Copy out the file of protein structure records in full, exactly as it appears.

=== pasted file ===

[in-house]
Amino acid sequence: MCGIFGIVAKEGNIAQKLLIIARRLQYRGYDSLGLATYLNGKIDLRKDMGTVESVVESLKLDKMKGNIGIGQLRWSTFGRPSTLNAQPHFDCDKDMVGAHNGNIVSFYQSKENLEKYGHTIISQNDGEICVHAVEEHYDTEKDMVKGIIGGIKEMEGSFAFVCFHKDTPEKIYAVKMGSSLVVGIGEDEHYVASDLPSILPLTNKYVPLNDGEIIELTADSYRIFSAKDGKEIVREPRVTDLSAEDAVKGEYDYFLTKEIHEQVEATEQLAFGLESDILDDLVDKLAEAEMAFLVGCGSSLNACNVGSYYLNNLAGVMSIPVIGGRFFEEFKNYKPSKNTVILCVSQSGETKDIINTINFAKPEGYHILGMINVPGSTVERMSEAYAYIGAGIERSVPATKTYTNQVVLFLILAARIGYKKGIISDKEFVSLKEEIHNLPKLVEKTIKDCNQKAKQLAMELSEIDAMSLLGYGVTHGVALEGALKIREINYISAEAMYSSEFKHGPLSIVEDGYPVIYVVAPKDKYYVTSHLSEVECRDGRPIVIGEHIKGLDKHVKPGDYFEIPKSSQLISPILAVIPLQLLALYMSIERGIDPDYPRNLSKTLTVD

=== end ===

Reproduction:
[in-house]
Amino acid sequence: MCGIFGIVAKEGNIAQKLLIIARRLQYRGYDSLGLATYLNGKIDLRKDMGTVESVVESLKLDKMKGNIGIGQLRWSTFGRPSTLNAQPHFDCDKDMVGAHNGNIVSFYQSKENLEKYGHTIISQNDGEICVHAVEEHYDTEKDMVKGIIGGIKEMEGSFAFVCFHKDTPEKIYAVKMGSSLVVGIGEDEHYVASDLPSILPLTNKYVPLNDGEIIELTADSYRIFSAKDGKEIVREPRVTDLSAEDAVKGEYDYFLTKEIHEQVEATEQLAFGLESDILDDLVDKLAEAEMAFLVGCGSSLNACNVGSYYLNNLAGVMSIPVIGGRFFEEFKNYKPSKNTVILCVSQSGETKDIINTINFAKPEGYHILGMINVPGSTVERMSEAYAYIGAGIERSVPATKTYTNQVVLFLILAARIGYKKGIISDKEFVSLKEEIHNLPKLVEKTIKDCNQKAKQLAMELSEIDAMSLLGYGVTHGVALEGALKIREINYISAEAMYSSEFKHGPLSIVEDGYPVIYVVAPKDKYYVTSHLSEVECRDGRPIVIGEHIKGLDKHVKPGDYFEIPKSSQLISPILAVIPLQLLALYMSIERGIDPDYPRNLSKTLTVD